Our democracy is threatened by voters being misinformed by foreign governments. It’s the worst possible time for federal regulators to gut media-ownership rules and enable further media consolidation.

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Americans now know for certain that Russian propaganda flooded social media, feeding voters fake news and distorting their perception heading into last year’s presidential election.

Facebook belatedly disclosed that more than 126 million users may have viewed this material, paid for by a Kremlin-linked company.

This was an attack on our democracy, which depends on informed voters making decisions based on facts, not whipped into a lather and pushed down a chute by foreign governments trying to undermine America.

Speak out against media consolidation

The FCC’s proposed “reconsideration of broadcast ownership rules” was released Oct. 26. It will be considered at the FCC’s Nov. 16 meeting, which is a short time frame for substantial rule making. Submit comments at fcc.gov/ecfs.

The country must shore up defenses on several fronts.

Rules mandating transparency and reporting of political-ad spending should be updated to encompass new media platforms, such as Facebook and Google. They now dominate ad spending and are gateways to news. They absolutely should play by the same reporting rules that apply to traditional media.

A good start is the bipartisan Honest Ads Act sponsored by U.S. Rep. Derek Kilmer, D-Gig Harbor. It would give voters information about who is attempting to influence them and help the government identify foreign interference in elections.

Net neutrality rules must remain, to prevent manipulation and throttling of access to information online by companies willing to pay more.

Americans should also oppose efforts to gut media-ownership rules that preserve the diversity of news sources that voters need.

These rules, established in 1975 and reaffirmed in 2016, limit how many TV stations and newspapers companies can own in a local market.

The intent is to ensure that news is provided by a variety of outlets committed to local service. The rules also limit further media consolidation, which usually leads to less reporting, especially of local news.

Ajit Pai, President Donald Trump’s choice to lead the Federal Communications Commission, is rapidly moving to eliminate these rules.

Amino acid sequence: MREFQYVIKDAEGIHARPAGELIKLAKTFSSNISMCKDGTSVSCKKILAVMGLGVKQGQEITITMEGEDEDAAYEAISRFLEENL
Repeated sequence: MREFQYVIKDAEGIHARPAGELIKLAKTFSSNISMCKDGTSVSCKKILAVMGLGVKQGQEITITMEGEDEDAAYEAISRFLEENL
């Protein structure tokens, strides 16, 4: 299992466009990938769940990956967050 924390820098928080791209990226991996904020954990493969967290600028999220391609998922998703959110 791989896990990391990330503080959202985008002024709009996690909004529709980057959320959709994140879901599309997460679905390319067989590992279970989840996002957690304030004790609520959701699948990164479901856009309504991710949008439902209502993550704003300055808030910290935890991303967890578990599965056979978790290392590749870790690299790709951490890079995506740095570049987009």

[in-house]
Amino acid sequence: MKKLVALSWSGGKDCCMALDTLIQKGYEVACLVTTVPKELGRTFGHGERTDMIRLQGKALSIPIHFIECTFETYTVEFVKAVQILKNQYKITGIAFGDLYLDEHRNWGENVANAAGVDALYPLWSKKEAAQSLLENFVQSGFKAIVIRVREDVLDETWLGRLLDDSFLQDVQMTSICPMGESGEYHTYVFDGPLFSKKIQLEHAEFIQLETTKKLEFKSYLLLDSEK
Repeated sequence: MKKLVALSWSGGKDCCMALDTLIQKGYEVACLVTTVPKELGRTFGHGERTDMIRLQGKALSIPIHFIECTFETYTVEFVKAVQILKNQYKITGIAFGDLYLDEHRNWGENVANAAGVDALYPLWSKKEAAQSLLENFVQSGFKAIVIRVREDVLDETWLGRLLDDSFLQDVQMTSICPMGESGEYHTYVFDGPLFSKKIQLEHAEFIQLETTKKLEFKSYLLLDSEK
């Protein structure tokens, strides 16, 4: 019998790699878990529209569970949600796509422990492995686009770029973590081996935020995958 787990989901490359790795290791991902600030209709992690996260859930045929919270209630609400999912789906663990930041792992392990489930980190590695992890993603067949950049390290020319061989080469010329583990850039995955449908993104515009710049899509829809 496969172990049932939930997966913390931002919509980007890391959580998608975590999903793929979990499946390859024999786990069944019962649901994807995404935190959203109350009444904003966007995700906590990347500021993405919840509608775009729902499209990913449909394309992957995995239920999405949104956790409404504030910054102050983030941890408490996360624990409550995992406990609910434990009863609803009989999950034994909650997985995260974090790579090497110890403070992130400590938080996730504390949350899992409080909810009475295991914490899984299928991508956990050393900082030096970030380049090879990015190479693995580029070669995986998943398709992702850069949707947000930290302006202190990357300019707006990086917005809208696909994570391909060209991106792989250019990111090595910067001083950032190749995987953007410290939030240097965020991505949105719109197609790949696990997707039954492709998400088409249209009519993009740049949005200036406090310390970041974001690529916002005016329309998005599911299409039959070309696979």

A prime beneficiary would be Maryland-based Sinclair Broadcasting Group, a conservative media giant close to Trump that’s now the largest U.S. broadcaster and owner of Seattle’s KOMO. Sinclair is pursuing a $4 billion merger with Tribune Media that would give it reach into 72 percent of U.S. homes.

The FCC’s proposed “reconsideration of broadcast ownership rules” was released Oct. 26. It will be considered at the FCC’s Nov. 16 meeting, which is a ridiculously short time frame for substantial rule making. Submit comments at fcc.gov/ecfs.

The proposal incorrectly says the rules are no longer needed because there are plenty of news sources nowadays.

Yes, online media has proliferated. But professional news gathering is declining. Many outlets post news items. Relatively few invest in reporting, editing and producing news — especially local news, which is a focus of the rules.

The FCC proposal also ignores key lessons from the Facebook-Russia fiasco: Our democracy is threatened by voters being misinformed. Deliberate efforts to misinform and mislead voters are enabled by media consolidation: They’re easier when voters rely on a handful of giant media companies spending as little as possible on journalism.

Americans — and the nation — must have a variety of independent sources of news. Our system breaks down if 326 million people are being informed by only a few outlets providing news on the cheap.

Former FCC member Michael Copps said it well:

“Give the American people the news and information they have to have,” he said, “to make intelligent decisions for the future of their country.”